Purchase this article with an account.
D.L. Rogers, D. WuDunn, L.B. Cantor, Y.M. Catoira; Comparison of Central Corneal Thickness and Visual Field Loss Within the Same Patients With Open Angle Glaucoma . Invest. Ophthalmol. Vis. Sci. 2005;46(13):2478.
Download citation file:
© ARVO (1962-2015); The Authors (2016-present)
Purpose:To determine the relationship of central corneal thickness and visual field loss between fellow eyes in patients with primary open angle glaucoma. Methods: A retrospective chart review was done on all patients with open angle glaucoma seen at the Indianapolis VA Hospital during 6 consecutive months. The patients’ age, sex, type of glaucoma, central corneal thickness (CCT), visual acuity (VA), C:D ratio, Mean deviation (MD), and pattern standard deviation (PSD) were recorded. All patients were required to have had CCT measurements and HVF testing done within one month of each other. Patients were excluded with vision worse than 20/40, corneal dystrophy or disease, retinal pathology or macular disease, and prior glaucoma or other surgery that would affect visual fields. Results: Sixty–nine patients were identified who met both the inclusion and exclusion criteria. For all 69 subjects, the Spearman correlation coefficient between the differences in CCT versus differences in MD was 0.31 (P=0.009). In a subset of 22 subjects with CCT difference of 10 or more microns, the correlation was 0.64 (P=0.001). In a direct comparison of the CCT of fellow eyes, the eye with the worse MD had a mean CCT of 547.7 microns while the fellow eye had a CCT of 549.8 microns (p=0.09, paired t test) for all 69 subjects and 551.4 vs. 556.3 (p=0.20, paired t test) for the 22 subjects with 10 or greater micron CCT different between the two eyes. In the eye with the thinner CCT, the MD (–5.8 vs. –4.2, p=0.007, paired t test) and the PSD (4.6 vs. 3.6, p=0.004, paired t test) was significantly worse than in the eye with the thicker CCT for all 69 cases. Similarly, for the 22 patients with a CCT difference of 10 microns or greater between the fellow eyes, the eye with the thinner CCT had a worse MD (–4.7 vs. –2.3, p=0.049, paired t test) and worse PSD (3.8 vs. 2.4, p=0.058, paired t test). Conclusions: In a patient with POAG, disease severity based on visual field loss is significantly worse in the eye with the thinner cornea. Several studies have concluded that central corneal thickness is a risk factor for POAG. Recently, disease progression in patients with POAG was found to be associated with a thinner CCT. Our results confirm these findings within the same patient and demonstrate the importance of CCT in the management of glaucoma patients.  Gordon MO, et al. The Ocular Hypertension Treatment Study: baseline factors that predict the onset of primary open–angle glaucoma. Arch Ophthalmol 2002;120:714–720.  Kim JW, et al. Central Corneal Pachymetry and Visual Field Progression in Patients with Open–Angle Glaucoma. Ophthalmology 2004;111:2126–2132.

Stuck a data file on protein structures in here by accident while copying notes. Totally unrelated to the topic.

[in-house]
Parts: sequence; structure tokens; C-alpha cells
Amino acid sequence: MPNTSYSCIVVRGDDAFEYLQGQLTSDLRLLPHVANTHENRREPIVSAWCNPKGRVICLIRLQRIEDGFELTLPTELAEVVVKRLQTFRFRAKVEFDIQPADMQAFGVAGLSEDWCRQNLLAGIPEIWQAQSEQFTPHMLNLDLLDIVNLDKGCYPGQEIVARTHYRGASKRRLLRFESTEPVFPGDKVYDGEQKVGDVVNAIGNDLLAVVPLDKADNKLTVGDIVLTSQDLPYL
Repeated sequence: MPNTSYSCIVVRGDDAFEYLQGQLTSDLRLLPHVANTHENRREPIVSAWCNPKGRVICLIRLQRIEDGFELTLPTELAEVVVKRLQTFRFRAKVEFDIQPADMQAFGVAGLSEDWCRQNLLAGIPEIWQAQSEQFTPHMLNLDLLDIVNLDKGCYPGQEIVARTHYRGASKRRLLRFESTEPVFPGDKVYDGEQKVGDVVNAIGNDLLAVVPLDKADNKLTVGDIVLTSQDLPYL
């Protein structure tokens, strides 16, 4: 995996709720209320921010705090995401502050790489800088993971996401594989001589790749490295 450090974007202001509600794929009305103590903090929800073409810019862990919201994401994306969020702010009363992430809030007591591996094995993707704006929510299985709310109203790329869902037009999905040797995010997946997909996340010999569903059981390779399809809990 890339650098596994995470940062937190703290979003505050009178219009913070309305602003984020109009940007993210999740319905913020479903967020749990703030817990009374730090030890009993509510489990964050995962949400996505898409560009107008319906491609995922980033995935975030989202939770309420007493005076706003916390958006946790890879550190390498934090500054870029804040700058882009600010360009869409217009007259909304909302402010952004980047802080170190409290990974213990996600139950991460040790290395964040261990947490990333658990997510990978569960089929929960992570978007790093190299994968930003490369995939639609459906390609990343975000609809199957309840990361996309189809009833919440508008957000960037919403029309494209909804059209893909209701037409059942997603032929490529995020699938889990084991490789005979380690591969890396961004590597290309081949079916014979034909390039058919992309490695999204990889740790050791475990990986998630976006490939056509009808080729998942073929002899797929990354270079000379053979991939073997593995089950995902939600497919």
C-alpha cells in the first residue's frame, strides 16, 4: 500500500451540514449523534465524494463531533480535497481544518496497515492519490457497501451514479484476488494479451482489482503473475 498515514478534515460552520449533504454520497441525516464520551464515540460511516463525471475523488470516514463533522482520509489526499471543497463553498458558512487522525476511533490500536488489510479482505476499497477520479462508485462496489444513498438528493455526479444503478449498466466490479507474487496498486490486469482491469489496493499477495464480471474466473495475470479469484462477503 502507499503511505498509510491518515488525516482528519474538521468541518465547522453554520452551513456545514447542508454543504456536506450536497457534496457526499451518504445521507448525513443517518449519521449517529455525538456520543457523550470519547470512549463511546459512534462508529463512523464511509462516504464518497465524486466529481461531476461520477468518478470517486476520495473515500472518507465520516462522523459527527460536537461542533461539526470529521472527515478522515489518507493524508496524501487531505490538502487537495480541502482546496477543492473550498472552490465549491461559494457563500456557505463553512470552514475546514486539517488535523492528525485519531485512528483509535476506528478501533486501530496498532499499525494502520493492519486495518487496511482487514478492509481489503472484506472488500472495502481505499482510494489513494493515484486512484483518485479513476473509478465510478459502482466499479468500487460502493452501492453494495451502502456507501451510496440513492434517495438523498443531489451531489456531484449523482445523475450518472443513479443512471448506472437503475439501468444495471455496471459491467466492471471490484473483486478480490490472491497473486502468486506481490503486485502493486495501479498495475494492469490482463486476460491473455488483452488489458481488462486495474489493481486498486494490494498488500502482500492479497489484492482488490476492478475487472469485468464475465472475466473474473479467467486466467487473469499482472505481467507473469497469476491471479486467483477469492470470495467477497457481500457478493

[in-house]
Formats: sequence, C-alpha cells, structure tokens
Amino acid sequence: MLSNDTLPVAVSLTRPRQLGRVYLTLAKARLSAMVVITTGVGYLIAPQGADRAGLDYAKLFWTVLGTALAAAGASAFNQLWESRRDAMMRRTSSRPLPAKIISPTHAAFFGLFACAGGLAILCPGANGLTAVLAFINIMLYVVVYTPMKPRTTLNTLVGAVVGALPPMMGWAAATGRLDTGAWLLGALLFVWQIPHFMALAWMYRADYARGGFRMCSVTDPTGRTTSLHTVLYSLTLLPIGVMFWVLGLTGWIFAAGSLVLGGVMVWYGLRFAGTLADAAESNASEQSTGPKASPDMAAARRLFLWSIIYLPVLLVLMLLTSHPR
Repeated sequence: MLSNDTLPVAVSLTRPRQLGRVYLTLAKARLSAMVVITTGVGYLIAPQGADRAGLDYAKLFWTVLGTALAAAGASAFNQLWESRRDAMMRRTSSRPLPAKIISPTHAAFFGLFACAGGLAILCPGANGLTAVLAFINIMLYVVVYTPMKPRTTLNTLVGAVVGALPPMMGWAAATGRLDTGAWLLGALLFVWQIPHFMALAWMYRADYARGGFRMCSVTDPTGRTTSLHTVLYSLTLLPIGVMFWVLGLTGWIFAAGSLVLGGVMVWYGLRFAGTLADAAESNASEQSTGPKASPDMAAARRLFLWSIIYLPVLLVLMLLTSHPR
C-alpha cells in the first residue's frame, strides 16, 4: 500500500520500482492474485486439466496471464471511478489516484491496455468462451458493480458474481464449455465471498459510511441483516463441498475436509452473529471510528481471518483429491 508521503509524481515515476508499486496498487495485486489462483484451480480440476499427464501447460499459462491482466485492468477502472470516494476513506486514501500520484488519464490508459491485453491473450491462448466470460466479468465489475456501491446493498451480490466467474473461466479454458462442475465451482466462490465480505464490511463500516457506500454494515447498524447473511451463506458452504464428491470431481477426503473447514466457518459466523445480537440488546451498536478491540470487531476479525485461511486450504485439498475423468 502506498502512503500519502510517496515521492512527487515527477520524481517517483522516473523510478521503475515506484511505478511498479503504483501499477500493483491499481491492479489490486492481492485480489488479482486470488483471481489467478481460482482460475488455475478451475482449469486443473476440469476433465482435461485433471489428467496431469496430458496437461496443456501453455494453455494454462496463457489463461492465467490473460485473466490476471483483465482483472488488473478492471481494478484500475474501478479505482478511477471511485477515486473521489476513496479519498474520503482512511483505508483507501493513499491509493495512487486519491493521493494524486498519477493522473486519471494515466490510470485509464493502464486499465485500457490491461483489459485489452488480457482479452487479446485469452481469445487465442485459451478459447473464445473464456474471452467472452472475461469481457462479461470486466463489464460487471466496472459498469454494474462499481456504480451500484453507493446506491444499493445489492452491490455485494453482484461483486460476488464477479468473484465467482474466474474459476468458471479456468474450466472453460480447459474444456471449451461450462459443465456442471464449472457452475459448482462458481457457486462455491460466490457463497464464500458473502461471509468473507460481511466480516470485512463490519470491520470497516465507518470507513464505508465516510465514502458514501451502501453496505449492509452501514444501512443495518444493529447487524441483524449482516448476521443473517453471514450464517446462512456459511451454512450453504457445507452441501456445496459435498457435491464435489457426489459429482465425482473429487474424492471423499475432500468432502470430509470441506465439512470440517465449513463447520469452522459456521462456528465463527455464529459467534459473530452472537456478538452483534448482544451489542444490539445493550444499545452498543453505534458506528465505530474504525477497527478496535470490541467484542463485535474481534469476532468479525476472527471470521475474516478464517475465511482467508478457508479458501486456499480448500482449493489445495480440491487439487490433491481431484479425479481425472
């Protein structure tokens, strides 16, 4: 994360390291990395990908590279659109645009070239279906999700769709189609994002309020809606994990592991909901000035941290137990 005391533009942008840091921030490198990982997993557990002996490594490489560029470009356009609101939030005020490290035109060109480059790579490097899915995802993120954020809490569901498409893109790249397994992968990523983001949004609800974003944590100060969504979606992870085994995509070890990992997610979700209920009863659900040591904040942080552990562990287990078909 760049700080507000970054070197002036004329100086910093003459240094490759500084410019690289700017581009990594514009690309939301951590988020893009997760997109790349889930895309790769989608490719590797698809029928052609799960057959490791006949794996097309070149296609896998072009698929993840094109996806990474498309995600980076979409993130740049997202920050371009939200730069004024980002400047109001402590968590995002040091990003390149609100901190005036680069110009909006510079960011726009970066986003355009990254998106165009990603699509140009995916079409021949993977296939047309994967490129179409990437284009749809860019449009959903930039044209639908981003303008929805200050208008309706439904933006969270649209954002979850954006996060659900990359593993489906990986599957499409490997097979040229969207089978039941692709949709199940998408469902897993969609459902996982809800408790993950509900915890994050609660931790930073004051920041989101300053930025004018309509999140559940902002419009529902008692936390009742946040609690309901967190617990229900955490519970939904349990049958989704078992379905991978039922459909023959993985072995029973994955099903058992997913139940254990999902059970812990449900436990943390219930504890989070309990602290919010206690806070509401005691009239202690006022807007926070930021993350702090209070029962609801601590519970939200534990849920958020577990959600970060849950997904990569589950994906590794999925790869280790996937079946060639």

This PDF is available to Subscribers Only